I’ve written before about the depth of my South Australian roots. They are especially entrenched on the station that has been in my family since the 1800s.
It’s hard to describe how much the landscape is burned into my soul: the old ruins, the creeks that criss-cross the land, the ‘casha’ or Acacia trees that are exactly the same colour as the kangaroos, and the enormous gum trees which must be hundreds of years old with trunks so large that three people couldn’t get their arms around them.
I find the timelessness of the Flinders Ranges incredible. Even though it’s the same age as where I live in Esperance, our country was only cleared and settled in the early 1950s, so it’s still young.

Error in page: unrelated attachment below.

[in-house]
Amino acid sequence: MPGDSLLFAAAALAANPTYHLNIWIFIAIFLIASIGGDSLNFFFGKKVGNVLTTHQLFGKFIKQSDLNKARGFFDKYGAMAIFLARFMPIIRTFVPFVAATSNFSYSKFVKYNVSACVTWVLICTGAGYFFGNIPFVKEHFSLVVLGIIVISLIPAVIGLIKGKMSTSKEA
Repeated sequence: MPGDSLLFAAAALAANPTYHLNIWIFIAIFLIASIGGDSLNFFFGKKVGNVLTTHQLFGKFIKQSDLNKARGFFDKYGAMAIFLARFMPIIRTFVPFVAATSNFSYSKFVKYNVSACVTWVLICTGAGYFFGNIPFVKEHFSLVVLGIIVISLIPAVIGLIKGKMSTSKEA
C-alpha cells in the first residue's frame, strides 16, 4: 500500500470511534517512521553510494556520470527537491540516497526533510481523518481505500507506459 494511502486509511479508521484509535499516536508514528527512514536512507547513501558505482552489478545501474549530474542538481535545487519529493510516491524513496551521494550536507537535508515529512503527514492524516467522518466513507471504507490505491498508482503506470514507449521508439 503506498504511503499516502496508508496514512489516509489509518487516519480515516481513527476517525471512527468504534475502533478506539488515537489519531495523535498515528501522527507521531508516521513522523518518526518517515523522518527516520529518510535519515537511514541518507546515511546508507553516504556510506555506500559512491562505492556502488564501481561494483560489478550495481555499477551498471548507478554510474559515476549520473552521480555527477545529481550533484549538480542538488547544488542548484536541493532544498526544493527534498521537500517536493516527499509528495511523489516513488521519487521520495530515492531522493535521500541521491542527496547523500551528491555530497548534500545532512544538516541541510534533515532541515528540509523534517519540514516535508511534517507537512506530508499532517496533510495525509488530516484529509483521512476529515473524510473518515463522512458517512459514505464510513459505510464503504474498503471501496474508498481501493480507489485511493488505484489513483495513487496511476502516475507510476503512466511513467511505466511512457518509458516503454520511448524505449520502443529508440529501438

In the mid-north of South Australia, I can see and touch the history: the ruins, the broken old sheepyards etc. The trees that lace the creeks are the same ones my great-grandfather would have looked out on, and the Ranges still catch the sun and glow pink and red the way they would have in the early 1900s.
Some might say I feel so strongly because I grew up there, and others might say it’s because I don’t live there any more. Whatever the reason, these photos will have to be enough for me for the next year or so.
You can see more photos of my trip here.